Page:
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Thread: new Flux!

  1. #1
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    new Flux!

    Well I picked my flux up just before Turner left for interbike, I traded in an old XCE and it took me this long to get the wheel build done and the bike assembled; well worth the wait.

    Specs:
    Frame: small raw w Kashima shock
    Fork: old 26" float 120
    Hubs: 12-14 year old King universal
    Rims: Velocity blunt 27.5
    Tires: 2.25 Schwalbe Rocket Ron front and Racing Ralph rear with tubes
    Cranks: Octolink XT run 3x9
    Trans: Sram casset, XO rear, XT front der sram chain/casset, X9 shift
    Post: Thompson
    Brakes: Hayes prime pro with 2 pc rotors
    Bar: titec hi rise carbon
    Stem: hope 50x25 deg
    seat: WTB
    weight: 27 lb 5 oz with steel casset body and no weight savings attempted.

    I took it out on a little 10 mile loop I've done on 5 bikes in the last year, I matched my best time on the first ride even though I had some assembly issues (my fault). The bike didn't feel very easy to pedal on the climbs but felt very fast on the flats and gradual climbs. Despite having less travel and a steeper head angle than any bike I've owned in a decade it handled very well bombing the fireroads and and on the few tight singletrack corners on this loop. I felt some odd things in the handling department but upon investigation the 12mm conversion axle wasn't tightened properly. so far very impressed with the way it rides.
    I do need to talk to Turner about setting up the rear brake because I'm having an issue getting it to run drag free without the 2 peace rivets on the rear rotor rubbing the post mount barrel nuts.
    Attached Thumbnails Attached Thumbnails new Flux!-flux.jpg  


  2. #2
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    I just got back from Kernville where I got to rip it up with a bunch of friends. The Flux is an excellent trail bike. Loved it. Today I'll be driving back down to Turner to return the demo, those guys down there are awesome!!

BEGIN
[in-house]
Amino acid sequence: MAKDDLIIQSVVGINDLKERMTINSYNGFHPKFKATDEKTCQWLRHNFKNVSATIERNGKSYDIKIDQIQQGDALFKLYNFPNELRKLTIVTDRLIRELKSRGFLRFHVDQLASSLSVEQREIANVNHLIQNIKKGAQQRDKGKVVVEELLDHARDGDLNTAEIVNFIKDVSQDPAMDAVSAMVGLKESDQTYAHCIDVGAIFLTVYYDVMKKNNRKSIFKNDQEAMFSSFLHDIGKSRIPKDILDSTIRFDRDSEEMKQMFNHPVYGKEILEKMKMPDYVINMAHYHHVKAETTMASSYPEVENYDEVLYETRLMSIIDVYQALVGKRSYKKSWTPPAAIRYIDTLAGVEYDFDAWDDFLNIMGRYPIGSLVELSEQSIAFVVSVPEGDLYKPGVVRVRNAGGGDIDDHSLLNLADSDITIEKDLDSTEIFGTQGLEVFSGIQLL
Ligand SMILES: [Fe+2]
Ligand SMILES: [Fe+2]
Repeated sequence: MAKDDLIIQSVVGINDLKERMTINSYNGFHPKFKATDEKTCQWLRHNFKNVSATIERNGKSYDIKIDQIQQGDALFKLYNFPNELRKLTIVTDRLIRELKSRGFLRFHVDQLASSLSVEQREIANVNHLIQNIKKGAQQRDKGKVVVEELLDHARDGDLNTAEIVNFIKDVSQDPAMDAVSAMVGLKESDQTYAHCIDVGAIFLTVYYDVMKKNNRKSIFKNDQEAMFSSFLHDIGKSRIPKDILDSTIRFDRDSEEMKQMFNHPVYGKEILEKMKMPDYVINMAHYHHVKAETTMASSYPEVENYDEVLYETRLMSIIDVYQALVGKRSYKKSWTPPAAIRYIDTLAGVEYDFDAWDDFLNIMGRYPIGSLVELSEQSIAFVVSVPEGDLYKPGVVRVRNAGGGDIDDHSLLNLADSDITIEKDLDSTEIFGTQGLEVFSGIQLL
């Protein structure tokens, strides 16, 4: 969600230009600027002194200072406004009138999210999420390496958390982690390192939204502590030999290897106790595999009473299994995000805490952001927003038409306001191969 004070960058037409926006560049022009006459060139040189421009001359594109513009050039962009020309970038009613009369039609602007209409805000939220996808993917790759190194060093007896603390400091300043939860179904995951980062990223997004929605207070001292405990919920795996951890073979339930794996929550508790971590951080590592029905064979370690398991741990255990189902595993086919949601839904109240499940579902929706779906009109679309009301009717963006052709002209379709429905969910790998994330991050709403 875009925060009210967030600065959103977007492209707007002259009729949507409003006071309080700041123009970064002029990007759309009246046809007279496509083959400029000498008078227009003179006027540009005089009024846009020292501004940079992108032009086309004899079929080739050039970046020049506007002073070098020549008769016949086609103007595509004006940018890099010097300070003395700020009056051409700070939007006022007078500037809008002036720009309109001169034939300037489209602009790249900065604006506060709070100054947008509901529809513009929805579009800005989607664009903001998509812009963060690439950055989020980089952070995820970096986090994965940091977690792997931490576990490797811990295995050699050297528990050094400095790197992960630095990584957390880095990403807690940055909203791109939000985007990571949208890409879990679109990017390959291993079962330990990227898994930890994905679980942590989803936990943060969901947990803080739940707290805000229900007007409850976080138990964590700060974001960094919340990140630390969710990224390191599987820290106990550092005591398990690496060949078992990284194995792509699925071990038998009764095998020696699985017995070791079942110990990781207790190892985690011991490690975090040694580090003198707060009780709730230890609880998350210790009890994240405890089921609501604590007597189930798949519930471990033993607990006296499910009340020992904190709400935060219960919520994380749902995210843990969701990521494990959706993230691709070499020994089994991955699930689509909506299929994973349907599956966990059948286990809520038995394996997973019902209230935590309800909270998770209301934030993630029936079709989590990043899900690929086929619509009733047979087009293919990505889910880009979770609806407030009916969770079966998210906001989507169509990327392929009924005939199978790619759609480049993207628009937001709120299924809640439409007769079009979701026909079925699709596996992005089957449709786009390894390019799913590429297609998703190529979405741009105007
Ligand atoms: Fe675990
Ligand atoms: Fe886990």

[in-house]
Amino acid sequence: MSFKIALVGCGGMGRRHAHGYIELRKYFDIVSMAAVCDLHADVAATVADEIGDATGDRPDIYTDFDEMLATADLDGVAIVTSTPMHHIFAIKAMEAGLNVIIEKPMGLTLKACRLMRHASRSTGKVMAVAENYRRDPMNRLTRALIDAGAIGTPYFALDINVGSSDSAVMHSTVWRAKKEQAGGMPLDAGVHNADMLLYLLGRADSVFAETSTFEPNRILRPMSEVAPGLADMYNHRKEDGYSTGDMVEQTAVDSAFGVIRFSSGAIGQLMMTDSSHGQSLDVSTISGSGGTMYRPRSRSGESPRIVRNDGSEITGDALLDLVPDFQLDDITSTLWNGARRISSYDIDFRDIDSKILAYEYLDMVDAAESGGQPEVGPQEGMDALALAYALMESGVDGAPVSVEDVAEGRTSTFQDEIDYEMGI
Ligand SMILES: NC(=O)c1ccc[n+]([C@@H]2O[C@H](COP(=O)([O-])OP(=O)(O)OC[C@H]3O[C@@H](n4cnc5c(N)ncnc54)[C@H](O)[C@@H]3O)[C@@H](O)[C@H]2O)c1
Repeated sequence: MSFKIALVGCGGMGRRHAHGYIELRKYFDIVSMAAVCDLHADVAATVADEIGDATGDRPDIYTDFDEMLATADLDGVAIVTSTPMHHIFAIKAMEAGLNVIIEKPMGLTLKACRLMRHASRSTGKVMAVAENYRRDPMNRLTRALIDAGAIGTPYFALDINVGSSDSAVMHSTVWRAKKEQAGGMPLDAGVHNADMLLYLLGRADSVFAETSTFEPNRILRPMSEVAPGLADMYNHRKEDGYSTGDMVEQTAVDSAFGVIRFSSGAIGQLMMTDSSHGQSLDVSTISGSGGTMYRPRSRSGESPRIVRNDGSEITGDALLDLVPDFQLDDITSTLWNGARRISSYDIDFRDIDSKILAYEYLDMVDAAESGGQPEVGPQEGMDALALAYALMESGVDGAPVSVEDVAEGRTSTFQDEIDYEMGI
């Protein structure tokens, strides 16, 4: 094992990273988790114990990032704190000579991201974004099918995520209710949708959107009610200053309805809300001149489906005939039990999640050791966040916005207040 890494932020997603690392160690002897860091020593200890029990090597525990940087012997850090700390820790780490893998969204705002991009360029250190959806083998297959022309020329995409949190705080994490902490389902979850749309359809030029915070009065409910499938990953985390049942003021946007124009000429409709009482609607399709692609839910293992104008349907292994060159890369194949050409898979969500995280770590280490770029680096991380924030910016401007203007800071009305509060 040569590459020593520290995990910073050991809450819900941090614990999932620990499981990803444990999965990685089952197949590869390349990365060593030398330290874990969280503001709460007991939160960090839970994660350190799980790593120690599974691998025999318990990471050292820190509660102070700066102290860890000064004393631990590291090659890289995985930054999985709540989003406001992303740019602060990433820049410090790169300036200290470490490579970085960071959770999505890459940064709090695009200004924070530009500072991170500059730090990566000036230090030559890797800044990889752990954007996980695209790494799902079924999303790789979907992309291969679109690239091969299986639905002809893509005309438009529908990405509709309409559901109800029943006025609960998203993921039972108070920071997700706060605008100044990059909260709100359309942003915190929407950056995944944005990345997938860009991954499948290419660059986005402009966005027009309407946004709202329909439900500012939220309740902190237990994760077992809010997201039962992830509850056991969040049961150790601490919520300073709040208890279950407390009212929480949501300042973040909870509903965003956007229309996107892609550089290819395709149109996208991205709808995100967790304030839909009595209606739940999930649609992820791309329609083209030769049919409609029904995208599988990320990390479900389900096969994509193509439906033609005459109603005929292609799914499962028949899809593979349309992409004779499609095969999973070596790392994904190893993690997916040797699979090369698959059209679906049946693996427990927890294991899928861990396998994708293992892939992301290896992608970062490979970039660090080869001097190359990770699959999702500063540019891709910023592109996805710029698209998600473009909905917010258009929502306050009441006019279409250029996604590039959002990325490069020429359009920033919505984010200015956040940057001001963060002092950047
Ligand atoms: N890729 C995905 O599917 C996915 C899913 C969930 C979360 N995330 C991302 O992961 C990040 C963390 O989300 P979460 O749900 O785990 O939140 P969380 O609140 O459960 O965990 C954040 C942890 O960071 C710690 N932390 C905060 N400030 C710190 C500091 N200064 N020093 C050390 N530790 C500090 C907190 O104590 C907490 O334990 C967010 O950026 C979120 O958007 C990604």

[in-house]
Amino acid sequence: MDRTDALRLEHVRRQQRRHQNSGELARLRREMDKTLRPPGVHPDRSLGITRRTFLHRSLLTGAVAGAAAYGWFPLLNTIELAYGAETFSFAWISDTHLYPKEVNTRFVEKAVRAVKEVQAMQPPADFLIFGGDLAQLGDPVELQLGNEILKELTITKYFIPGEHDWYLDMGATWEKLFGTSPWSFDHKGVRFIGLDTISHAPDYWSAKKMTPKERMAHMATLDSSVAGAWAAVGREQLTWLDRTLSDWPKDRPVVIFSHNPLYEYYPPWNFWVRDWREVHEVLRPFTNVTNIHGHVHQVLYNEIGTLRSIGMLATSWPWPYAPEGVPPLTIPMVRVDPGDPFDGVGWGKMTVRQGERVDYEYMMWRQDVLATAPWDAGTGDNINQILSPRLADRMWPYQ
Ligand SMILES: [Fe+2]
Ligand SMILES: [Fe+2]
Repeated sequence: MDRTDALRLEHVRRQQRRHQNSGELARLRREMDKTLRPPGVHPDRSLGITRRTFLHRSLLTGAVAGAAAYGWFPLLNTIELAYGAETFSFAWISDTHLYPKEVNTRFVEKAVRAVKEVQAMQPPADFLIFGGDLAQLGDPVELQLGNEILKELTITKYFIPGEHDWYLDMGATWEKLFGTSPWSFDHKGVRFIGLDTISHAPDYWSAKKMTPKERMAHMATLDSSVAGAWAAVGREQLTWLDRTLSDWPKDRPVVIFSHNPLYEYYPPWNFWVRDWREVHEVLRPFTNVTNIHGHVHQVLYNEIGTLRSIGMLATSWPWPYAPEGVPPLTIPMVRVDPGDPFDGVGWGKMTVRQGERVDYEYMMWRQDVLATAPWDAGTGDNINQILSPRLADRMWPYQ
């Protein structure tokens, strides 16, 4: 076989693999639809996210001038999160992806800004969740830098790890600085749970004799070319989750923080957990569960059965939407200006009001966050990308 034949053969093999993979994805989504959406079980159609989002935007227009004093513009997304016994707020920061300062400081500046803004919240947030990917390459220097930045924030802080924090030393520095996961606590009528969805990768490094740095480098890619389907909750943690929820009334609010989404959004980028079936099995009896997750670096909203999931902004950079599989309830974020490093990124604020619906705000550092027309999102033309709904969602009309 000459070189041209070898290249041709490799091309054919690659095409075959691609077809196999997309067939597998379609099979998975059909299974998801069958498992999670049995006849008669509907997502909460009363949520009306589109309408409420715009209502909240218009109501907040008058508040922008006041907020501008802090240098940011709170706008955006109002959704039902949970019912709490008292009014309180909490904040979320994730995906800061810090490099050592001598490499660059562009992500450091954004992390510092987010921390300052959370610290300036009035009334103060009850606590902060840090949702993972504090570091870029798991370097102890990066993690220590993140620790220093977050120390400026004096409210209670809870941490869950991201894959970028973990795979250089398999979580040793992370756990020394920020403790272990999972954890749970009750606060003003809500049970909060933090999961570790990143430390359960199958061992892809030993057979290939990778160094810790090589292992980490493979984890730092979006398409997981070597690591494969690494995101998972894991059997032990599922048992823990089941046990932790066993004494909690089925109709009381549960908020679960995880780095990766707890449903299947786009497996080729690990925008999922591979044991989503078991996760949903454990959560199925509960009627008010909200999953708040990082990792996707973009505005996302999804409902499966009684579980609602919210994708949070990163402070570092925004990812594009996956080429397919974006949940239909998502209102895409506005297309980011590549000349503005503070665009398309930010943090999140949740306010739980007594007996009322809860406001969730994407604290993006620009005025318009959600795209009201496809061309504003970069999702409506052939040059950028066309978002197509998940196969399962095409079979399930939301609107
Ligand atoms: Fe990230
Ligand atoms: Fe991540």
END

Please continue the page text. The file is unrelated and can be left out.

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    Quote Originally Posted by slowrider View Post
    Fork: old 26" float 120
    Isn't that a 20mm axle to crown difference than what the frame is designed for? Are you using a tall baseplate or anything to compensate?
    Killing it with close inspection.

  4. #4
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    Quote Originally Posted by FireLikeIYA View Post
    Isn't that a 20mm axle to crown difference than what the frame is designed for? Are you using a tall baseplate or anything to compensate?
    Seems like axle to crown may be an aged tool - with the changing set ups - wheels sizes and such.

    Maybe we should just talk about "ground to crown" - since this ignores changes in wheels sizes, forks and whatnot - and yet gives us exactly what we are looking for - head tube angle.
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    At first I just ran the fork with the stock lower race which steepened the head angle to about 70.5 deg, which is far steeper than I'm use to. For the last 30 miles I've been running a + 5mm lower bearing race, hard to notice the difference really but I like it a little better, even if it's just a placibo effect.

  6. #6
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    Slowrider, I am so confused by this build. First, I am guessing that the fork is too short for you to get optimal geometry and ride characteristics. I know that when I drop the talas on my 5 spot the ride quality is significantly diminished and the bike pedals "slow". But, more importantly, that frame is way too small. The amount of post and the amount stack on the steerer indicates a seriously too small frame, what was the reasoning behind this?

  7. #7
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    The frame is not too small according to Turners web site. I'm 5'6", which on the Turner size guideline for the Flux is the top of the range for the small and the bottom of the range for the medium, on top of that my legs are a mear 27" so if anyone who is 5"6" can use a small Flux it's me!, my short legs require the lowest standover available. I've been riding mountain bikes for 20 years and I'm usually on the border between sizes, in the past I allways chose the larger size, that worked out fine until about the time I turned 40 when ended up with a sore back after about a mile climb. I attempted to adapt these frames with ever shorter, higher rise stems (50mm X 25 deg Hope in the pic) and bars to achieve a more upright and thus comfortable riding position, and that helped extend my climbing endurance.